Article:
The good news is that everyone can learn them. Internal communication workshops can help provide the foundation that managers (and employees) need in order become effective communicators in the workplace and with customers.
3. Conflict resolution
Before products can ship or B2B lead generation can begin, the people working behind the scenes need to be able to set aside their differences and work together. Workplace conflict costs U.S. companies approximately $359 billion every year in lost earnings. Managers need to fill the role of peacemaker when their employees come into conflict with one another. This means identifying and clarifying the issues being argued, organizing the discussion so that all parties are given a chance to present their case, and then negotiating mutually beneficial compromises. And, in the event that one side is obviously in the wrong, the manager needs to have the conviction to be able to correct that side.
The only way employees will be willing to come to you with their conflicts and other issues is if they trust you. Trust, much like communication, is a two-way street. Leaders should not only inspire trust in their team members through their actions and reputation, but also cultivate a trust for those who work underneath them.
Without trust in subordinates, managers will find themselves constantly inserting themselves into processes that don’t involve them to make sure everything is being done correctly. This is an inefficient use of time, and also has a negative impact on employee engagement. Hire good employees, and then give them the opportunity to prove their worthiness. You may be surprised at how often people rise to meet your expectations. And, if there are employees who prove that they cannot be trusted, it’s better for all involved if you can identify and remove these employees sooner, rather than later.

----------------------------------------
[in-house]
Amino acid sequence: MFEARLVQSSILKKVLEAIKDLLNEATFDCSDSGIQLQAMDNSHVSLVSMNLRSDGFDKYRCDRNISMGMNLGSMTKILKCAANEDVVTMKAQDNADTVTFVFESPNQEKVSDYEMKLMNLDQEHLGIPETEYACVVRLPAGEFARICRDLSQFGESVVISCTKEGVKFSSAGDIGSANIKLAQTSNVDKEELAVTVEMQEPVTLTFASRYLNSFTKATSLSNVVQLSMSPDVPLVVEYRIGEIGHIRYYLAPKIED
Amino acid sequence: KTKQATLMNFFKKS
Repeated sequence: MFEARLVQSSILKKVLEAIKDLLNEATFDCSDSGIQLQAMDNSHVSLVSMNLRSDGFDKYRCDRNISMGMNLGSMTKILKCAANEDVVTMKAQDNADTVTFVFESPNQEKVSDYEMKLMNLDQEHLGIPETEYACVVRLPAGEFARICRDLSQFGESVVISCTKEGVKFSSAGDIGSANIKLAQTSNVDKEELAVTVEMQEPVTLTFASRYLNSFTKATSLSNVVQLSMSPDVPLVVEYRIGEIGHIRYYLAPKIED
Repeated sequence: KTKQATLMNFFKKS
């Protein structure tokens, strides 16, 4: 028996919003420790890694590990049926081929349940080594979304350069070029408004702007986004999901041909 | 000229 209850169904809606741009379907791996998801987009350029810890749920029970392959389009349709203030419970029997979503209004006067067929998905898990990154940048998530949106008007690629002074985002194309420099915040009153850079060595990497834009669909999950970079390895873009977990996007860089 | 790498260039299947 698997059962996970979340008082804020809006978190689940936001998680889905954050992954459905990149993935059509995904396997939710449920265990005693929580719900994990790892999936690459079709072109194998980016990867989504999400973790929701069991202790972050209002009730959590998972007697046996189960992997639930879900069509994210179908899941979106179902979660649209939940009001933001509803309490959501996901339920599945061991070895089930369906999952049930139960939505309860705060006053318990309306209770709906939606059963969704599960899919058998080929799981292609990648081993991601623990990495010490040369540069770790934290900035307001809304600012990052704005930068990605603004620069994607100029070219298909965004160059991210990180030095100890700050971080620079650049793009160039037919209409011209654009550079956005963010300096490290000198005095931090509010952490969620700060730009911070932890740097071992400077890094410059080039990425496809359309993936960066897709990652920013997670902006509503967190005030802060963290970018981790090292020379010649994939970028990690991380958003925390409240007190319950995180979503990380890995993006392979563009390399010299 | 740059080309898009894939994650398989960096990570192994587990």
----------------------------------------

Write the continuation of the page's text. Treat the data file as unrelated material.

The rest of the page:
Keeping your business together in the face of natural chaos is a stressful job. That being said, one of the most important skills you should develop is also one that requires the least direct action on your part: patience. The ability to take in the chaos take a deep breath, and find your center will end up being worth more than any anxiety-induced panic attack. And, when handling people — employees or customers — your patience will go a long way towards cultivating that trust mentioned beforehand.
Determination. Steadfastness. Self-assurance. These are all useful traits to have in the business world... except when you’re wrong. The problem is that it’s not always easy to know when you’re right. The simple solution is to always keep an open mind. If your course of action is one in which you have complete faith, it will be able to stand up to honest scrutiny. And, if it doesn’t, then you and your business will be better off if you’re willing to consider another approach. Additionally, an open-minded leader is one that employees and customers will be more willing to share their concerns with.
Having a sense of humor doesn’t mean telling jokes, doing impressions, or playing pranks. Having a sense of humor simply means that when trouble arises, you’re able to take it in stride and not let it negatively affect your overall attitude. That doesn’t mean that jokes, impressions or pranks are off the table. Use your sense of humor to build rapport with your employees and clients.
Becoming a better communicator, listener and manager takes some effort. You have to be willing to learn and fail every so often before you get it right. Being open to the process is half the battle. Over time, your efforts at being a better manager will pay off.